Registration for the LLNE/ABLL Spring 2016 meeting is now open! The theme of the meeting is “Access to Government Information.” We will be spending the day discussing the role of law libraries and the government in providing access to this information, and why it is so critically important. Registration is $50 for LLNE members, and $40 for ABLL members.
Registration, the full schedule, and more is available at http://lawlibraryguides.neu.edu/LLNE2016
By Anne McDonald and Emilie Benoit
The 30 minute Online Advocacy Training will cover AALL’s legislative priorities, the challenges of this election year session and ways in which AALL members can make an impact.
The Virtual Lobby Day is an annual event where AALL members collaborate with the AALL GRO to prepare and send targeted messages concerning AALL’s top issues to each participant’s own members of Congress. There will be no in-person Lobby Day this year.
We hope you will join us!
The January 2016 issue of the AALL E-Newsletter announced the participants for this year’s AALL Leadership Academy.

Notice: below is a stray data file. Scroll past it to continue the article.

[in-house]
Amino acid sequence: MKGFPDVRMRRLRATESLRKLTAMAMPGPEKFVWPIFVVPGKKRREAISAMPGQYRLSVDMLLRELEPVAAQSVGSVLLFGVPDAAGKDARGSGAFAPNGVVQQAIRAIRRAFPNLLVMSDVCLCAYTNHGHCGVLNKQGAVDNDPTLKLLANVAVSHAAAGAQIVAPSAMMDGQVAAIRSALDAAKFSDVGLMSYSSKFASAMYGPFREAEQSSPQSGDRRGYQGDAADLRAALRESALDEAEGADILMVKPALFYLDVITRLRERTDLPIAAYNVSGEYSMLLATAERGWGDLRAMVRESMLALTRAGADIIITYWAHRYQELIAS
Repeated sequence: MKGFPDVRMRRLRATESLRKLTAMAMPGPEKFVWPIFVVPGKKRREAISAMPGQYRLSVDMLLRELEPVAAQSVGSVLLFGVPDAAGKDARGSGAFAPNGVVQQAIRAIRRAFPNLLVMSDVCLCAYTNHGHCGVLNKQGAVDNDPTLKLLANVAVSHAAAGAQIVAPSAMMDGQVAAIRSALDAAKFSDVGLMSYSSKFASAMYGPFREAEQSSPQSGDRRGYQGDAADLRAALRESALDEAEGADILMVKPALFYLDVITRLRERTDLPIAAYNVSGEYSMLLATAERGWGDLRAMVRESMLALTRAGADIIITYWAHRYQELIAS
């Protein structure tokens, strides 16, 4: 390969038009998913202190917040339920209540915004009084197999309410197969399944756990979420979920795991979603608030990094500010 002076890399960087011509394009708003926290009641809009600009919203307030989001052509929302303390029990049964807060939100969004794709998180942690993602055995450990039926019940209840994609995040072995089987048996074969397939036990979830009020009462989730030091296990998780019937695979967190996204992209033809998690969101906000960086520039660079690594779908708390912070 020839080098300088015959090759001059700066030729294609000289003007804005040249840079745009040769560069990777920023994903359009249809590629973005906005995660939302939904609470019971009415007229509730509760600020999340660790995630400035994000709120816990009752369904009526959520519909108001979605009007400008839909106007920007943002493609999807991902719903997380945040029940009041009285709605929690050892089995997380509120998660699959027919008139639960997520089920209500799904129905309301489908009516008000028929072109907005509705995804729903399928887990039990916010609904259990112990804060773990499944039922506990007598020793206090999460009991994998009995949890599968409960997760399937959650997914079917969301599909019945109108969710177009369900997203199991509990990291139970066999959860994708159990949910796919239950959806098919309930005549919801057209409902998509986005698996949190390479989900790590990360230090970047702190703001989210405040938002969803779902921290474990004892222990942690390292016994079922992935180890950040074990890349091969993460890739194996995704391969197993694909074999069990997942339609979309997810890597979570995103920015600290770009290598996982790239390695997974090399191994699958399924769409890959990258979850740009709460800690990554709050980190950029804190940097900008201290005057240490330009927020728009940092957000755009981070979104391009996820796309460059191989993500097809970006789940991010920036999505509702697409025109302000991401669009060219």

The LLNE Executive Board is pleased to acknowledge the five LLNE members selected to participate in this year’s academy:
• Claire DeMarco
• Nicole Dyszlewski
• Cate Kellett
• Anna Lawless-Collins
• Anne Rajotte
AALL’s Leadership Academy is an opportunity for newer and aspiring members of the profession to develop and learn from experts and each other essential skills for effective leadership such as communication, collaboration, leadership versus management, and more.
Through a series of assessments, focused conversations, group activities, and networking opportunities, these aspiring newer members will develop these skills and add colleagues from around the nation to their expanding network of professional connections.
Congratulations to Anna, Anne, Cate, Claire, and Nicole! Watch this space and other LLNE communications media for a view into the leadership academy from our participating members.
Posted on behalf of Raquel Ortiz, Assistant Dean for Library and Information Services & Associate Professor of Law, Roger Williams University School of Law, Membership Development Chair of LLNE
By Anna Lawless-Collins